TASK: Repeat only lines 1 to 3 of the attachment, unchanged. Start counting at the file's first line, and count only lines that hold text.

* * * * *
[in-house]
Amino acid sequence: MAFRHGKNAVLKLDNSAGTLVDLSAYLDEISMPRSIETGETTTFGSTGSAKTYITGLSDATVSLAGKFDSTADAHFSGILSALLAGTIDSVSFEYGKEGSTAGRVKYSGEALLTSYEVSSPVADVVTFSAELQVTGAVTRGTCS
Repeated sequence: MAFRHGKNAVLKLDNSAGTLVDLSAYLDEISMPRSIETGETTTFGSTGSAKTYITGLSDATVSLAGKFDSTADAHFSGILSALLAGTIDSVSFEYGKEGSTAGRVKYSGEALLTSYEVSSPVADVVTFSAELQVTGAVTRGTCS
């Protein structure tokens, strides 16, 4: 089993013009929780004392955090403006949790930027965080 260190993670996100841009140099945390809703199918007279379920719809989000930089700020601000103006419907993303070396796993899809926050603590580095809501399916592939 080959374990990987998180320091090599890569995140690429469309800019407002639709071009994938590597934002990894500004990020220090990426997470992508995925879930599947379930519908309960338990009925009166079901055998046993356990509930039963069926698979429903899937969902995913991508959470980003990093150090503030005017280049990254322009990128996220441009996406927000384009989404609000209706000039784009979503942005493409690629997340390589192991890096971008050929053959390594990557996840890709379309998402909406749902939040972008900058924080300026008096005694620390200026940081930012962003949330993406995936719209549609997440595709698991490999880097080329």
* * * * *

[in-house]
Amino acid sequence: MAFRHGKNAVLKLDNSAGTLVDLSAYLDEISMPRSIETGETTTFGSTGSAKTYITGLSDATVSLAGKFDSTADAHFSGILSALLAGTIDSVSFEYGKEGSTAGRVKYSGEALLTSYEVSSPVADVVTFSAELQVTGAVTRGTCS
Repeated sequence: MAFRHGKNAVLKLDNSAGTLVDLSAYLDEISMPRSIETGETTTFGSTGSAKTYITGLSDATVSLAGKFDSTADAHFSGILSALLAGTIDSVSFEYGKEGSTAGRVKYSGEALLTSYEVSSPVADVVTFSAELQVTGAVTRGTCS